FG to ban rice importation next 2 years

Federal government Wednesday said it has plans to stop the importation of rice in the next two years, however stating that the policy would not be enforced until it has developed local industries to produce maximally for local consumption.

The plan was communicated to State House Correspondents by Zamfara State Governor and Chairman of Nigerian Governors Forum, Alhaji Abdulaziz Yari after a joint meeting with the Vice President, Yemi Osinbajo, the Governor, Central Bank of Nigeria, CBN, Mr. Godwin Emefiele and permanent secretaries of federal ministries at the presidential villa, Abuja.

Yari stated that with the emerging political will power of the present government and the availability of arable land, Nigeria can sustain itself with rice production.

He regretted that so much money had gone into rice importation which he said could be produced locally.

“The meeting was on the new policy on agriculture and food sustainability. We discussed how we can boost rice production in Nigeria and start thinking about how we are going to put policy in place on how rice importation will be banned in the country.

“We have the potential. We have the human resources. We have the arable land to grow rice. In the next two years, we will not need to bring rice from outside Nigeria. We are going to ban it.

“It is only in Nigeria, a country of millions of people, that there is no food security. We discussed the policy with the relevant permanent secretaries and CBN governor.

“The policy is going to be in place and we gave our commitment that we are ready to support the government policy in ensuring that Nigeria becomes self-sufficient in food production in the next two years.

“Nigeria is currently a major importer of rice. Now, the political will is in place to stop it. We in about nine states are going to be seriously engaged in massive rice production.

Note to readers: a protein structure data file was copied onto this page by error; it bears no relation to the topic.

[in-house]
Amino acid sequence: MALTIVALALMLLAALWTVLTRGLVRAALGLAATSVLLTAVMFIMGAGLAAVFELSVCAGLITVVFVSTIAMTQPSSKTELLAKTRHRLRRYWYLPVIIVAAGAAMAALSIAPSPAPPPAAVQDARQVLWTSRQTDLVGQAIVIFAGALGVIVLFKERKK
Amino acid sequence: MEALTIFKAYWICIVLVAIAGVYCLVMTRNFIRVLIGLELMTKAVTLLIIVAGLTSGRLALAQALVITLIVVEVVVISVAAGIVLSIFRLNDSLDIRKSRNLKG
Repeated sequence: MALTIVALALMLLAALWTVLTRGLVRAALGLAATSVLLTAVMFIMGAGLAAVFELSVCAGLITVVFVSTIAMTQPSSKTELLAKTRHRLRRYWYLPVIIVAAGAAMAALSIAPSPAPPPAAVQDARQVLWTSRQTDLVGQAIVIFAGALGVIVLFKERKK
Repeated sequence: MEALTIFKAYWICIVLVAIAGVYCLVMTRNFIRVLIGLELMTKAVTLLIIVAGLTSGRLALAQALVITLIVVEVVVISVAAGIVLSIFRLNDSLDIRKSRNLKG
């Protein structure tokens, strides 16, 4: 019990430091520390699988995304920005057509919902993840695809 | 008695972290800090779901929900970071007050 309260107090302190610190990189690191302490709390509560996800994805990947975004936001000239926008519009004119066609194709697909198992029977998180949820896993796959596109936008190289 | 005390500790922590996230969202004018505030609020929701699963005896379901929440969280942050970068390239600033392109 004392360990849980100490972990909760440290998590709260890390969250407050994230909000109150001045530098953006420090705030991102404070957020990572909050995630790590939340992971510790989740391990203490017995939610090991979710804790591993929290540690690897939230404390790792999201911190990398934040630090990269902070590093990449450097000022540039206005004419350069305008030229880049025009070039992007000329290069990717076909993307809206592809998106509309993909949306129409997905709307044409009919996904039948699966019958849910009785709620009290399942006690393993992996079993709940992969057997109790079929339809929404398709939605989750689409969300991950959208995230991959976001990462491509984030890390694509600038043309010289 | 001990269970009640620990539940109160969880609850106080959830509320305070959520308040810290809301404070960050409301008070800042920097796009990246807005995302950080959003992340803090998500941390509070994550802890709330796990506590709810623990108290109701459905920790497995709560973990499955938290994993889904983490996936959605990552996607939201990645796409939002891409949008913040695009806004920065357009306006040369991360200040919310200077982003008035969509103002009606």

“We are hoping that in the next two years, rice importation into Nigeria will be banned. We are committed and the political will is in place”, Governir Yari said.

Africa’s most populous nation, Nigeria spends a daunting N1 billion a year on rice imports, Former Minister of Agriculture and Rural Development and confirmed, earning its place as the second highest importer of rice in the world.

“By the time you go to sleep tonight, we would have spent one billion naira buying rice, importing rice. Don’t we have rice on this land?!” the minister, Dr. Akinwumi Adeshina demanded.

“This kind of expenditure pattern cannot be sustained by Nigerian,” the minister said adding that “we are eating beyond our means” and continuing in that manner will not empower job creation in the country.

He made the revelation in Minna, the Niger State Capital, during a ministerial retreat for the Ministry of Agriculture.

While the grain is widely consumed by many homes in the oil-rich country, about 80 per cent of the consumed product is not produced locally.

HOW WAS THIS HANDLED IN THE PAST?

In his presentation of the 2012 budget to the joint session of the National Assembly earlier this month, President Goodluck Jonathan revealed that his administration will be taking some strong measures to curb the importation of rice and other grain in an effort to kick start the nation’s sleeping agricultural department.